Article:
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Identity Crisis 

American movies once enthralled the world with their exuberance and clarity. What happened in the 1990s?

Wednesday, Sep 24 1997
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Underneath the tumult lies boredom and loathing. Some people go nuts for Face/Off because, in the personality vacuum of current action films, they're relieved to see Travolta and Cage overacting away. When the movie landscape is this flat, 2-D beats 1-D. The reigning authors at the movies right now are John Grisham and Michael Crichton, creators of ultrawhite protagonists -- pipe-cleaner figures who can twist this way or that according to the turns of legal or science-"faction" plots. (The best movie made from this pop-fiction fodder is Rising Sun. It's funnier and juicier than Crichton's book partly because, unexpectedly and entertainingly, the white-bread hero turns into Wesley Snipes.)

Drawing on feisty newspapers and a thriving theater and rambunctious popular fiction, classic American films offered savory images of urban sass and country grit. In today's movies, cities become generic nightmare settings, and rural towns backdrops for tornadoes. In the '90s American films are homogenized and Muzaked to the point of being echt-suburban. Whether the action is low-key and soporific as in Contact or noisy and bombastic as in nearly everything else, the movies are designed to put audiences in a fugue state, which my dictionary describes as "a disturbed state of consciousness in which the one affected seems to perform acts in full awareness but upon recovery cannot recollect the deeds."

II. The We Generation
If kids can't lose themselves in a story, chances are they'll never be willing to sacrifice the familiar for a taste of a wider world. And if they grow up in a culture that insists on weeding out anything "beyond them" from literature or history, perhaps they'll mature into adults who still think a work of art or entertainment has to come to them.

Judging from the '90s' box office hits, that's already happened. What many of us look for in pop culture isn't stimulation or surprise, but flattery. NBC's Tim Russert once used the phrase "Ralph Kramden politics" to describe the current "What's in it for me?" climate. Well, if we've got Ralph Kramden politics, we've also got Fred Flintstone culture. The op-ed page columnists finally caught on to baby-boomer narcissism when the movie version of Leave It to Beaver came out this summer, but the pacesetter arrived three years earlier when The Flintstones became a huge hit despite wilting "buzz" and devastating reviews. The Flintstones is a nostalgia trip fitted out with the concerns of baby boomers entering middle age, complete with bonding scenes true to the American Stone Age of the '50s (Fred and Barney bowling on a team called the Water Buffaloes, Wilma and Betty gossiping over the laundry line), and crises derived from the '90s: unemployment, white-collar crime, shifts in friendships and careers. Overall, it's a paint-by-numbers picture of what baby boomers want: job security, neighborliness, technological and culinary conveniences -- with just enough raciness to remind them that the sexual revolution happened and that they're forever young.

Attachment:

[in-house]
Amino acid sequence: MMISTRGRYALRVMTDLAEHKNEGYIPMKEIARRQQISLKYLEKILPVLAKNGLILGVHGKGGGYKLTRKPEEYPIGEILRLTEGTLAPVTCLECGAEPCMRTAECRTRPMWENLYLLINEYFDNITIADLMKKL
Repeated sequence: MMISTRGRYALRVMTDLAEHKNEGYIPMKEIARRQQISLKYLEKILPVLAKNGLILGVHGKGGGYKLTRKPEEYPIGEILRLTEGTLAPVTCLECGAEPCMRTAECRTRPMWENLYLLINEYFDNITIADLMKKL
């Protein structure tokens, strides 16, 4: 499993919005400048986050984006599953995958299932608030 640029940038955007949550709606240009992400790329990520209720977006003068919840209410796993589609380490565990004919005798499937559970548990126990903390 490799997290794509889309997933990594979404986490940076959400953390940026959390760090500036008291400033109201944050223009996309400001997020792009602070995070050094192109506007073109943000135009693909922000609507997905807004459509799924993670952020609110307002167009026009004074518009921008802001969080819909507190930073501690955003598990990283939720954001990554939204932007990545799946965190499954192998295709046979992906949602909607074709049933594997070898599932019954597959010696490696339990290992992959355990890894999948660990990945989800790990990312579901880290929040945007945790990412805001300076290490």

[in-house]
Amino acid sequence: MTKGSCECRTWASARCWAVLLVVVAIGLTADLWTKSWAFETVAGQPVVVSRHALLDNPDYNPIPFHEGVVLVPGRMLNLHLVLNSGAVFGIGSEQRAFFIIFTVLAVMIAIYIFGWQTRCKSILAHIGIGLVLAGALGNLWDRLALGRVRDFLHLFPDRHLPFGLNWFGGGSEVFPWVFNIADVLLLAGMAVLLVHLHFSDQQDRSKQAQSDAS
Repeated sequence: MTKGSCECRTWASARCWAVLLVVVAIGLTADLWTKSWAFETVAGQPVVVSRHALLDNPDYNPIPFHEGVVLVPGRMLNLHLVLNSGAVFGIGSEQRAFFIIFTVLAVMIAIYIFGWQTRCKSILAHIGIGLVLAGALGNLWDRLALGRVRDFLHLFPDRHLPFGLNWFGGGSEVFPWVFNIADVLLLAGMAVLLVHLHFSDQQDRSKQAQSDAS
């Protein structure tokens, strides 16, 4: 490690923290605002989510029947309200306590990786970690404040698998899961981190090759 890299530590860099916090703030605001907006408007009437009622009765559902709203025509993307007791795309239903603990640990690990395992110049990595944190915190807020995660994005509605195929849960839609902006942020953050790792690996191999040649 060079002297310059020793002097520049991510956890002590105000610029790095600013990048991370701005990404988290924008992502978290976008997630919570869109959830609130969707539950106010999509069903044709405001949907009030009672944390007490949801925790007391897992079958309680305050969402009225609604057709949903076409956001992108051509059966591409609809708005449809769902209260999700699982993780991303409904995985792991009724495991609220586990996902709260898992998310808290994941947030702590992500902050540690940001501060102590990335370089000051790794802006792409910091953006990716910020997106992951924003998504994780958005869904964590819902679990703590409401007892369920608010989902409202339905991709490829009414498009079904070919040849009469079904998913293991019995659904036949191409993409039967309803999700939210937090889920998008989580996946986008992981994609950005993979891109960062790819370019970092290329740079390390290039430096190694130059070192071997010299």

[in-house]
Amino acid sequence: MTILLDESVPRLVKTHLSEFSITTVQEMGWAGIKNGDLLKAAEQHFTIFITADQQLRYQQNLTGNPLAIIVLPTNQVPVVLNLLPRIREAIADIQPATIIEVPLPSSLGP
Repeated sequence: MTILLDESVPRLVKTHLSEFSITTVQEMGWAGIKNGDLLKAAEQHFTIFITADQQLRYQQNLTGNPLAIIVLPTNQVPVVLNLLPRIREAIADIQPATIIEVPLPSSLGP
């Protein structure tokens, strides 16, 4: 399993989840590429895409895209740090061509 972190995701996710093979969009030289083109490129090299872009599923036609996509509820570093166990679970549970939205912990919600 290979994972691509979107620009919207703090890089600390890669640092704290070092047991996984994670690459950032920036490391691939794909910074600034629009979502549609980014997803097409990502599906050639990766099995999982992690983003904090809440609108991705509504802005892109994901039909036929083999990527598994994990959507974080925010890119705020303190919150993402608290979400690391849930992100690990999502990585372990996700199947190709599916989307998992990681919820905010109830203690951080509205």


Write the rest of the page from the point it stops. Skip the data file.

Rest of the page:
Audiences that once took chances now yearn to sentimentalize (or melodramatize) their own lives, including the times when they took chances. Former hippies can wear out their videos of Forrest Gump because it depicts the counterculture as a phase they did well to grow out of. The whole production, with its oldies soundtrack and its flip-book approach to history, is like a Big Chill aimed at the entire political spectrum. It enables everyone to feel nostalgic about something. That nostalgia has become the true political content of our movies; it's a queasy kind of homesickness, on a national scale.

In American movies (as in American political campaigns), the paranoid left (say, Oliver Stone) and the simpy left-to-middle (Rob Reiner, of The American President and A Few Good Men) only make a few noises. The amorphous middle-to-right rules. A few years ago, in True Lies, Arnold Schwarzenegger rehabilitated himself commercially both by playing a James Bond clone instead of a Terminator and by having this superagent impersonate a suburban family man, a workaholic computer salesman named Harry Tasker. But the way True Lies pans out, Arnie unites the family through his typical high-octane mayhem. With the Taskers, as with Travolta's clan in Face/Off, the family that slays together, stays together. In their own opportunistic ways, movies like True Lies and Face/Off get at the anxiety and blood-fear lurking under a gemYtlich culture's surface. Donald E. Westlake gave that subject shrewd, dispassionate treatment both in his 1987 script The Stepfather, about a serial killer who keeps hoping to marry into a perfect family (and is always disappointed), and his 1997 novel The Axe, about an unemployed middle manager who knocks off the men most likely to beat him out for a job. Recent movies merely exploit the volcanic malaise of Middle America for cheap thrills -- or, in Oliver Stone's case, avant-garde burlesque.

About The Author

Michael Sragow

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